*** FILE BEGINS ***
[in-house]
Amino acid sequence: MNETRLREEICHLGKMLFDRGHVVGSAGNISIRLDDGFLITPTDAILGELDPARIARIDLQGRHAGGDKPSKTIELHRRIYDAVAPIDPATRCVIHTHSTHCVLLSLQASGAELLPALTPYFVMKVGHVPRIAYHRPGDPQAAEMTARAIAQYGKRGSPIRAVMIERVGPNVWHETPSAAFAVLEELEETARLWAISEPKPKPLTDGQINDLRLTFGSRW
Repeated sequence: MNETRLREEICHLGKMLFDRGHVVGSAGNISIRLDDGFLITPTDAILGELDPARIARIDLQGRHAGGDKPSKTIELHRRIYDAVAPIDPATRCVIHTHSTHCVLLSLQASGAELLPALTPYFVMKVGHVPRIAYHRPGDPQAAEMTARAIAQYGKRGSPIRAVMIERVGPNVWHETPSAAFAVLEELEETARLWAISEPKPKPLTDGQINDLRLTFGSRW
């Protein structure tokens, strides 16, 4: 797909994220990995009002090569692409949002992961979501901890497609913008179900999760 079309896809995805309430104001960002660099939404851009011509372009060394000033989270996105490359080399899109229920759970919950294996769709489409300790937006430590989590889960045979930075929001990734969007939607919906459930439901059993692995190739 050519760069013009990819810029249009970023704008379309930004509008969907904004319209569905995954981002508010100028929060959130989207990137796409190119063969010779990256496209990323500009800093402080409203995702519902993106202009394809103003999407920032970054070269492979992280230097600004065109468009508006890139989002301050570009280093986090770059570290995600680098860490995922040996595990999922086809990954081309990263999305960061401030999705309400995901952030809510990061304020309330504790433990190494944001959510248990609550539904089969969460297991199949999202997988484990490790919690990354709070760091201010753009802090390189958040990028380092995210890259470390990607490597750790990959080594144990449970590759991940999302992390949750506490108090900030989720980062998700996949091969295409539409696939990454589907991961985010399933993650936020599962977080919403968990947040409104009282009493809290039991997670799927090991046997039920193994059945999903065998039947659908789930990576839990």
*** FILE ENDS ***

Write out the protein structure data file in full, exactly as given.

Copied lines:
[in-house]
Amino acid sequence: MNETRLREEICHLGKMLFDRGHVVGSAGNISIRLDDGFLITPTDAILGELDPARIARIDLQGRHAGGDKPSKTIELHRRIYDAVAPIDPATRCVIHTHSTHCVLLSLQASGAELLPALTPYFVMKVGHVPRIAYHRPGDPQAAEMTARAIAQYGKRGSPIRAVMIERVGPNVWHETPSAAFAVLEELEETARLWAISEPKPKPLTDGQINDLRLTFGSRW
Repeated sequence: MNETRLREEICHLGKMLFDRGHVVGSAGNISIRLDDGFLITPTDAILGELDPARIARIDLQGRHAGGDKPSKTIELHRRIYDAVAPIDPATRCVIHTHSTHCVLLSLQASGAELLPALTPYFVMKVGHVPRIAYHRPGDPQAAEMTARAIAQYGKRGSPIRAVMIERVGPNVWHETPSAAFAVLEELEETARLWAISEPKPKPLTDGQINDLRLTFGSRW
């Protein structure tokens, strides 16, 4: 797909994220990995009002090569692409949002992961979501901890497609913008179900999760 079309896809995805309430104001960002660099939404851009011509372009060394000033989270996105490359080399899109229920759970919950294996769709489409300790937006430590989590889960045979930075929001990734969007939607919906459930439901059993692995190739 050519760069013009990819810029249009970023704008379309930004509008969907904004319209569905995954981002508010100028929060959130989207990137796409190119063969010779990256496209990323500009800093402080409203995702519902993106202009394809103003999407920032970054070269492979992280230097600004065109468009508006890139989002301050570009280093986090770059570290995600680098860490995922040996595990999922086809990954081309990263999305960061401030999705309400995901952030809510990061304020309330504790433990190494944001959510248990609550539904089969969460297991199949999202997988484990490790919690990354709070760091201010753009802090390189958040990028380092995210890259470390990607490597750790990959080594144990449970590759991940999302992390949750506490108090900030989720980062998700996949091969295409539409696939990454589907991961985010399933993650936020599962977080919403968990947040409104009282009493809290039991997670799927090991046997039920193994059945999903065998039947659908789930990576839990």